Retrospective Cohort Study
Copyright ©The Author(s) 2017. Published by Baishideng Publishing Group Inc. All rights reserved.
World J Gastroenterol. Oct 7, 2017; 23(37): 6868-6876
Published online Oct 7, 2017. doi: 10.3748/wjg.v23.i37.6868
Hospital readmissions in decompensated cirrhotics: Factors pointing toward a prevention strategy
Siamak M Seraj, Emily J Campbell, Sarah K Argyropoulos, Kara Wegermann, Raymond T Chung, James M Richter
Siamak M Seraj, Emily J Campbell, Sarah K Argyropoulos, Raymond T Chung, James M Richter, Massachusetts General Hospital, Division of Gastroenterology, Boston, MA 02114, United States
Kara Wegermann, Duke University Hospital, Department of Medicine, Durham, NC 27710, United States
Raymond T Chung, James M Richter, Harvard Medical School, Boston, MA 02115, United States
Author contributions: Seraj SM, Campbell EJ and Richter JM made substantial contributions to conception and design of study, acquisition of data, analysis and interpretation of data; Seraj SM, Campbell EJ, Argyropoulos SK, Wegermann K, Chung RT and Richter JM all contributed equally to the drafting the article or making critical revisions related to important intellectual content of the manuscript as well as gave final approval of the version of the article to be published.
Institutional review board statement: The study was reviewed and approved by the Partners Human Research Committee Institutional Review Board.
Informed consent statement: This study received an informed consent waiver from our Institutional Review Board due to minimal risk to study subjects.
Conflict-of-interest statement: All the Authors have no conflict of interest related to the manuscript.
Data sharing statement: No additional data available.
Open-Access: This article is an open-access article which was selected by an in-house editor and fully peer-reviewed by external reviewers. It is distributed in accordance with the Creative Commons Attribution Non Commercial (CC BY-NC 4.0) license, which permits others to distribute, remix, adapt, build upon this work non-commercially, and license their derivative works on different terms, provided the original work is properly cited and the use is non-commercial. See:
Correspondence to: James M Richter, MD, MA, Director of Quality Management, Gastroenterology Division, Massachusetts General Hospital, 55 Fruit Street, Blake 4, Boston, MA 02114, United States.
Telephone: +1-61-77267595 Fax: +1-61-77260040
Received: November 29, 2016
Peer-review started: November 29, 2016
First decision: February 9, 2017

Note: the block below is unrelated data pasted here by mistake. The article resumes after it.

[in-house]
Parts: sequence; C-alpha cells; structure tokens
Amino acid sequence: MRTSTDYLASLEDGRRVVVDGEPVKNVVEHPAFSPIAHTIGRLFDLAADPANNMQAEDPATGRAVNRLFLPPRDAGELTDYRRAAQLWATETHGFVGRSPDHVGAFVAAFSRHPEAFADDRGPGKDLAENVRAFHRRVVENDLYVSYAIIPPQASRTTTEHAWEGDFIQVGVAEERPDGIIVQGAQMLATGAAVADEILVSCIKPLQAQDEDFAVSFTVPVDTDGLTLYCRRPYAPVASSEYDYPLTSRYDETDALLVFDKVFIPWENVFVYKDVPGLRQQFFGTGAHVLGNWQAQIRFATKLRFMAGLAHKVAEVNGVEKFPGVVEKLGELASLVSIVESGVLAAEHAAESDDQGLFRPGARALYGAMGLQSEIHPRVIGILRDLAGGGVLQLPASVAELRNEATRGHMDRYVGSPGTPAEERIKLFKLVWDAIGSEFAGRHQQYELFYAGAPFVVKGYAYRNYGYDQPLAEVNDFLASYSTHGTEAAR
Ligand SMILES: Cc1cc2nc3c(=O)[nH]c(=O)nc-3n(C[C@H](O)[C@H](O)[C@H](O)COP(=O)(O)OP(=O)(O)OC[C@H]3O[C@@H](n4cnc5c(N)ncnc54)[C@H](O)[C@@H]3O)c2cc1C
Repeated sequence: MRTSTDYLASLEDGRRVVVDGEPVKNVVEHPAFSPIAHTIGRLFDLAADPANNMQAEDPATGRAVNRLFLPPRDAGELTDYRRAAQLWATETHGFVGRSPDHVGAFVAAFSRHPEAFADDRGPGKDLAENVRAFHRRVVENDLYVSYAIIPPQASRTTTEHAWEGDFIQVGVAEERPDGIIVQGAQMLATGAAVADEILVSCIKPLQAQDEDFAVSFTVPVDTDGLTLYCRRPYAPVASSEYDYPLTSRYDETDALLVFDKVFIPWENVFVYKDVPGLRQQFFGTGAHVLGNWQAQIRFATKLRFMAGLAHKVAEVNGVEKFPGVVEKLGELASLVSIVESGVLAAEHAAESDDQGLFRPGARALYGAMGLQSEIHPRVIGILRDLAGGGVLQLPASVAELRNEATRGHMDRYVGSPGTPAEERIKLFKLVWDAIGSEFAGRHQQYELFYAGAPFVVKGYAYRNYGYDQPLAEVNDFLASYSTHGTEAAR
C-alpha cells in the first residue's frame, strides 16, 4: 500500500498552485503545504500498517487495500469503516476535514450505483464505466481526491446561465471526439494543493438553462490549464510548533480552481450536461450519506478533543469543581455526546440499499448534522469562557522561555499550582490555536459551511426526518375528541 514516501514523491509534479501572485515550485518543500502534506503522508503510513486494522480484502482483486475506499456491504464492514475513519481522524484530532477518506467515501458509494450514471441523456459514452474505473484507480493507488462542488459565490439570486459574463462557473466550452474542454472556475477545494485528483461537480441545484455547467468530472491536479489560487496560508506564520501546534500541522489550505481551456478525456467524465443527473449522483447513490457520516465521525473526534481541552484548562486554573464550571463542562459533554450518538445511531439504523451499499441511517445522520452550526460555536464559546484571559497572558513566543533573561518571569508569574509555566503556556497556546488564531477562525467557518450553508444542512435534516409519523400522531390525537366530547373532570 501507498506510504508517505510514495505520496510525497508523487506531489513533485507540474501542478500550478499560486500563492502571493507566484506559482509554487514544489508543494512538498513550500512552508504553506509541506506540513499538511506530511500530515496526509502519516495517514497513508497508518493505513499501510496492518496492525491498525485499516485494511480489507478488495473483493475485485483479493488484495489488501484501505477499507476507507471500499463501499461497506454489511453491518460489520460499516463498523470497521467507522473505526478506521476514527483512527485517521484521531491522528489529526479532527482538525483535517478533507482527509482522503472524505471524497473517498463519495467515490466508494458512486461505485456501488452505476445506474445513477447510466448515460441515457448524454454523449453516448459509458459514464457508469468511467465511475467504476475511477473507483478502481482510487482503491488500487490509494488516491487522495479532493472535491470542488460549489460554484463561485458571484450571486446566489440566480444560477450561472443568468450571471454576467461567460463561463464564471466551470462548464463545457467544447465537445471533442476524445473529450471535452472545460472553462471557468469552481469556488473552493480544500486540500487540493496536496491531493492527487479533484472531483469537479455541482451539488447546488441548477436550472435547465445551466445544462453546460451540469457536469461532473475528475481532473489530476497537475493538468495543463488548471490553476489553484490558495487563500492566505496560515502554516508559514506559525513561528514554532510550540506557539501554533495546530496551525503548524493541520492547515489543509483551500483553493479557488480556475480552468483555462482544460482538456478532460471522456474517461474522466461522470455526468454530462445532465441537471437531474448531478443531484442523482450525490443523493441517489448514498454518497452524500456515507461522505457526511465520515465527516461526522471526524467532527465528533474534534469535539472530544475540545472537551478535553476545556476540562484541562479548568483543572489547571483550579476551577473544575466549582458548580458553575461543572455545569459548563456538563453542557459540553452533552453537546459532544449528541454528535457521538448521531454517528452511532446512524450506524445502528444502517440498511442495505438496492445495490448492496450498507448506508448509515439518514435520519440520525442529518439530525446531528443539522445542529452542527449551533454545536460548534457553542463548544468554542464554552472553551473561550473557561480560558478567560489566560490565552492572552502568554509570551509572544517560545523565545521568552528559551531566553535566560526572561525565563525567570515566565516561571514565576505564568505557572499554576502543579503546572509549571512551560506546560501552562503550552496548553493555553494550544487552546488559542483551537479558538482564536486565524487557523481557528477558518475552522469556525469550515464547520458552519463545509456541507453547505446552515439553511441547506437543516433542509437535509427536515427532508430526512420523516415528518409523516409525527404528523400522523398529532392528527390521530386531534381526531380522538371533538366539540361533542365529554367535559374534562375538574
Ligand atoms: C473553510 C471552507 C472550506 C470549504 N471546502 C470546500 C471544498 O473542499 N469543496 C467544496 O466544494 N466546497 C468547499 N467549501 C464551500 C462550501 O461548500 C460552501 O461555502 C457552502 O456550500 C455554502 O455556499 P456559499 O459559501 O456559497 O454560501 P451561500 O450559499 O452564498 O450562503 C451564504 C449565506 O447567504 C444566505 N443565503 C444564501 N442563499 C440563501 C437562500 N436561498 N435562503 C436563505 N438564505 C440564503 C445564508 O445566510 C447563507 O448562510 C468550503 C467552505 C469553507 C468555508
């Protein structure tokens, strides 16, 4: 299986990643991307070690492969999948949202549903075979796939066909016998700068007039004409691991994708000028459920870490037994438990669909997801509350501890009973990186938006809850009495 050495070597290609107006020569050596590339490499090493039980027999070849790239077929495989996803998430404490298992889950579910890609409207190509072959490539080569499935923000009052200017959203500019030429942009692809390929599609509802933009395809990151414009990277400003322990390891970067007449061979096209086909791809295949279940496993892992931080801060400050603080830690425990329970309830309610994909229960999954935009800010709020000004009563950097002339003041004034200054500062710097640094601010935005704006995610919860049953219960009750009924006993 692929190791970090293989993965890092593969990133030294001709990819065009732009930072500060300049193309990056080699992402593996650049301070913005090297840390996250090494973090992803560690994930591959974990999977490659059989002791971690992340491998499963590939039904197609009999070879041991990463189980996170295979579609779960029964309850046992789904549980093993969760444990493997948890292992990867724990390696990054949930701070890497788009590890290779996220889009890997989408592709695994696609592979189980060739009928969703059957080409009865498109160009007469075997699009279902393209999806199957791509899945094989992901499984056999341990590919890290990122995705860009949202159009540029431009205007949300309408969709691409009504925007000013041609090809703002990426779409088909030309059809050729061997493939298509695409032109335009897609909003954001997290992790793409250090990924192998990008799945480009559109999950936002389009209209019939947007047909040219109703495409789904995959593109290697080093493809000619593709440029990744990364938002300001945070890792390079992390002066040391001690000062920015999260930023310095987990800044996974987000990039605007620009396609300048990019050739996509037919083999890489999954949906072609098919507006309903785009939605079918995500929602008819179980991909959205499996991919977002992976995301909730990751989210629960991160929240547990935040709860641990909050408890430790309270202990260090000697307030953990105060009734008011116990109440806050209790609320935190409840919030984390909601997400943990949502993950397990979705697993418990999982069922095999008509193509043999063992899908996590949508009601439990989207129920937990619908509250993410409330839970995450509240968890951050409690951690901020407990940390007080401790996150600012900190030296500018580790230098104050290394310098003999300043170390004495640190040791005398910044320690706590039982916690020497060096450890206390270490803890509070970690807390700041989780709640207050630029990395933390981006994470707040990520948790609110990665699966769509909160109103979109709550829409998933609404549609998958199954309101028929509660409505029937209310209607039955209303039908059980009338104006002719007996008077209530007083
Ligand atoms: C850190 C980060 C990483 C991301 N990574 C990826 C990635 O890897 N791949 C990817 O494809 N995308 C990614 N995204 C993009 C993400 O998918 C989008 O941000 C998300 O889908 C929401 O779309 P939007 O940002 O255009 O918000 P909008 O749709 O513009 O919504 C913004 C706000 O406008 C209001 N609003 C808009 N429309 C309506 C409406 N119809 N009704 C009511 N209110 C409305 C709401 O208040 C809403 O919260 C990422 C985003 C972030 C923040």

Revised: February 24, 2017
Accepted: March 30, 2017
Article in press: March 31, 2017
Published online: October 7, 2017

To reduce readmissions and improve patient outcomes in cirrhotic patients through better understanding of readmission predictors.


We performed a single-center retrospective study of patients admitted with decompensated cirrhosis from January 1, 2011 to December 31, 2013 (n = 222). Primary outcomes were time to first readmission and 30-d readmission rate due to complications of cirrhosis. Clinical and demographic data were collected to help describe predictors of readmission, along with care coordination measures such as post-discharge status and outpatient follow-up. Univariate and multivariate analyses were performed to describe variables associated with readmission.


One hundred thirty-two patients (59.4%) were readmitted at least once during the study period. Median time to first and second readmissions were 54 and 93 d, respectively. Thirty and 90-d readmission rates were 20.7 and 30.1 percent, respectively. Predictors of 30-d readmission included education level, hepatic encephalopathy at index, ALT more than upper normal limit and Medicare coverage. There were no statistically significant differences in readmission rates when stratified by discharge disposition, outpatient follow-up provider or time to first outpatient visit.


Readmissions are challenging aspect of care for cirrhotic patients and risk continues beyond 30 d. More initiatives are needed to develop enhanced, longitudinal post-discharge systems.

Keywords: Chronic disease, Re-hospitalizations, Liver disease, Readmissions, Cirrhosis, Chronic care

Core tip: To reduce readmissions and improve patient outcomes, we conducted a retrospective cohort study of 222 decompensated cirrhotics admitted to a single institution and followed longitudinally for readmission. Nearly 60% were readmitted during the study, with hepatic encephalopathy as the most common cause of readmission, with social factors, education level and insurance, also affecting readmission rates. We also found that readmission risk in this population continues well beyond 30 d, with 30% of patients being readmitted at 90 d, calling for continued, coordinated care after hospitalization.